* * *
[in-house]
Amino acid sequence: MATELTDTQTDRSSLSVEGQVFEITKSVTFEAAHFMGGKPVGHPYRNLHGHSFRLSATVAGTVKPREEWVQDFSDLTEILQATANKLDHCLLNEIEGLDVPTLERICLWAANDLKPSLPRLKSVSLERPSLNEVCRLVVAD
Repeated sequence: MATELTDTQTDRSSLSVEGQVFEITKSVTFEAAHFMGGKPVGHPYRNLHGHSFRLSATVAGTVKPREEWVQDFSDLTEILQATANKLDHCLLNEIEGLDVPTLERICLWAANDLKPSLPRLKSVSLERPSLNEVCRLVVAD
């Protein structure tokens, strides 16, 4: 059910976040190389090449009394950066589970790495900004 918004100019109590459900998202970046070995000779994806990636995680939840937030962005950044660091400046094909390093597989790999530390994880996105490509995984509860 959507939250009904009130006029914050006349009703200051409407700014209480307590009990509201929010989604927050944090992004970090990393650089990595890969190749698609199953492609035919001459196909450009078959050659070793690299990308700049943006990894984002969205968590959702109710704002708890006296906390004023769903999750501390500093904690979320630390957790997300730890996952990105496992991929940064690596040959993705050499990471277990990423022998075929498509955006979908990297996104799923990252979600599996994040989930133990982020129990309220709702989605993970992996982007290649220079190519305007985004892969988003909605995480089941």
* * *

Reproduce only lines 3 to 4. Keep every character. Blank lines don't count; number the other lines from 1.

Repeated sequence: MATELTDTQTDRSSLSVEGQVFEITKSVTFEAAHFMGGKPVGHPYRNLHGHSFRLSATVAGTVKPREEWVQDFSDLTEILQATANKLDHCLLNEIEGLDVPTLERICLWAANDLKPSLPRLKSVSLERPSLNEVCRLVVAD
């Protein structure tokens, strides 16, 4: 059910976040190389090449009394950066589970790495900004 918004100019109590459900998202970046070995000779994806990636995680939840937030962005950044660091400046094909390093597989790999530390994880996105490509995984509860 959507939250009904009130006029914050006349009703200051409407700014209480307590009990509201929010989604927050944090992004970090990393650089990595890969190749698609199953492609035919001459196909450009078959050659070793690299990308700049943006990894984002969205968590959702109710704002708890006296906390004023769903999750501390500093904690979320630390957790997300730890996952990105496992991929940064690596040959993705050499990471277990990423022998075929498509955006979908990297996104799923990252979600599996994040989930133990982020129990309220709702989605993970992996982007290649220079190519305007985004892969988003909605995480089941």